Our medieval customs

The practice of ‘honour’ killing is unlawful, but sadly that does not hold a lot of importance in our society


Imane Babar July 07, 2015

Flipping through newspapers and surfing through news channels, we tend to come across a raft of ‘honour’ killings. There are several in Pakistan each year and sadly, many cases go unreported. Certain cases have gained a lot of media coverage, but that too only in recent times. One can only imagine the kind of countless tragedies that have played out in our society for decades with no one getting to know about them.

Some weeks ago, Shabana Bibi, from Muzaffargarh, was burnt to death by her callous husband and father-in-law for leaving the house to visit her sister without first asking for permission. Already, the poor woman was a victim of domestic violence, as her in-laws blamed her for not being able to produce offspring after having been married for over three years. All these reasons combined, seemed to be behind why her irrational husband took her life — all in the name of ‘honour’.

The practice of ‘honour’ killing is unlawful, but sadly that does not hold a lot of importance in our society. The law in any case has never held much importance in Pakistan; we just follow our own wishes instead of doing what is right and legal.

Since ours is a highly chauvinistic society, oppression persists, thus allowing such practices to continue in the country. It is mostly women who fall victim to ‘honour’ killings. Our male-dominated society tends to suppress women and their rights are hardly ever taken into consideration as can be seen from Shabana Bibi’s case and that of countless others. She was killed because she could not conceive and because she didn’t ask for permission before leaving the house. Is that really a reason to burn someone alive? Would something like this be done to a man? Can we imagine a wife burning her husband alive? No, right?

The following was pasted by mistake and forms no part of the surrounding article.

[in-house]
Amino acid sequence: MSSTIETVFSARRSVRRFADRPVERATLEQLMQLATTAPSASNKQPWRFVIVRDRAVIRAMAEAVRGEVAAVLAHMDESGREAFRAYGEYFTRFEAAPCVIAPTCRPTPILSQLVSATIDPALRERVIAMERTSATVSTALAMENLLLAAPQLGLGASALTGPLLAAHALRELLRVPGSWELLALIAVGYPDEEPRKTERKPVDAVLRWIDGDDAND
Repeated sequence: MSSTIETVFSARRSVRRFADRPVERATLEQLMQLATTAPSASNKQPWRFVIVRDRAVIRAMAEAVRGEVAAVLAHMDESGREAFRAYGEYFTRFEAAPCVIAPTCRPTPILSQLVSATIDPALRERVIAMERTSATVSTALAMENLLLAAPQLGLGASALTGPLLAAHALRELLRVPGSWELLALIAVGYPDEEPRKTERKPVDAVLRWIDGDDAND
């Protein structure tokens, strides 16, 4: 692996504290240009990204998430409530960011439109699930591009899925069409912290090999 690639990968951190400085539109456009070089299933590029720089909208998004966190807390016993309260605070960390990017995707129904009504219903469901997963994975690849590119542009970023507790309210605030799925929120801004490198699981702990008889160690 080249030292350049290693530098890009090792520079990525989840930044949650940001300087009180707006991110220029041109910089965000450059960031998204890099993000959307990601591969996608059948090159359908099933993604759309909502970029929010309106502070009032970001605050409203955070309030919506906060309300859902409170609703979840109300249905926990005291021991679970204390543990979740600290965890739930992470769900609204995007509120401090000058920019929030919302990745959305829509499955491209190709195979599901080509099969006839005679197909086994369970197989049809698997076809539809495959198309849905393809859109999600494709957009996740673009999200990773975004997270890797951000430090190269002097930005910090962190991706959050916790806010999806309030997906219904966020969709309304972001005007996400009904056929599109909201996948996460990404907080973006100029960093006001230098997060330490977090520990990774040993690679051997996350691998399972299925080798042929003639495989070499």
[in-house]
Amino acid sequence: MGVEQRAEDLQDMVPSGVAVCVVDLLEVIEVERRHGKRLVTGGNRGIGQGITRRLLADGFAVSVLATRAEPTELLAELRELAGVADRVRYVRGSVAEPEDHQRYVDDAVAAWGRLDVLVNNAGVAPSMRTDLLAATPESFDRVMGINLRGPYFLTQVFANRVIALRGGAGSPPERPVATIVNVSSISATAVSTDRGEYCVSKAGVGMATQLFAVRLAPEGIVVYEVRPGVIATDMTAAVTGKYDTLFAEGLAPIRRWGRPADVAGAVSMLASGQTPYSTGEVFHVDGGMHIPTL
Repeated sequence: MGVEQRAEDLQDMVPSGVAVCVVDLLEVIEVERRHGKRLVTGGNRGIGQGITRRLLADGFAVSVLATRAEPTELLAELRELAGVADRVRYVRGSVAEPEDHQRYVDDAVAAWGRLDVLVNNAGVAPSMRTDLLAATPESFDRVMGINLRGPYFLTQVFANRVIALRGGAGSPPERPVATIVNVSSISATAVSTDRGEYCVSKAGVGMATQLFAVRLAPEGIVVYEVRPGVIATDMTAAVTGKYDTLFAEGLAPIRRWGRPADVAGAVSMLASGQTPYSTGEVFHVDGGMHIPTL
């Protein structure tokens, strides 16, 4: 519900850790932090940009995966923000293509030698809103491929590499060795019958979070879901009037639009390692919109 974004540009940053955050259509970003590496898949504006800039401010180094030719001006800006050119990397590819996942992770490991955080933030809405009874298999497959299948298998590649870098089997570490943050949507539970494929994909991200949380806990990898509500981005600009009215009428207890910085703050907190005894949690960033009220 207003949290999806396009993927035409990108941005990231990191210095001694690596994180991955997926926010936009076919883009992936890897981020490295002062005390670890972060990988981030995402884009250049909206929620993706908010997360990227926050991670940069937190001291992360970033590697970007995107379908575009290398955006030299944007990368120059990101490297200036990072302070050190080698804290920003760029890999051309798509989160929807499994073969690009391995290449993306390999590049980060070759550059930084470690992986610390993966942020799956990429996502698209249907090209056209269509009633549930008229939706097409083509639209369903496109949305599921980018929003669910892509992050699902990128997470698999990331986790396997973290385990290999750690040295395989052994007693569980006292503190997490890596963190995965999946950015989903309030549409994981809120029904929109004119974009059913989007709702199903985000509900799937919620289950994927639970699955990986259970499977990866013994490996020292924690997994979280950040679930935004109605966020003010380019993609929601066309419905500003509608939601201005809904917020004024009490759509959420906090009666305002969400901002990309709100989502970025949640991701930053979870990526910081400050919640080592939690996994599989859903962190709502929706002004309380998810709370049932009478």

Medieval customs are mindlessly followed in our society and it seems that we don’t voice our concerns regarding this enough. Laws are made, such practices are made illegal, but that does not help eliminate their occurrence.

Published in The Express Tribune, July 7th, 2015.

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COMMENTS (3)

Mishal Ahmed | 5 years ago | Reply Very well said. In my opinion you've captured the reason behind these killings as more of a cultural shortcoming rather than something as silly as "sharia law" or "Islamic practice". Individuals practicing honour killings always have a logistic common ground in that they are unedcuated, impoverished, and very much benath the law. Great way to voice your concern, I'm with you.
Sabat Jamal | 5 years ago | Reply Very well written piece. Sadly, it is a shameful reality of muslims who have gone off track and picked up the pagan practises. I expect the writer to highlight more similar issues, and spread awareness, so that the long lost image of our culture can be revived.
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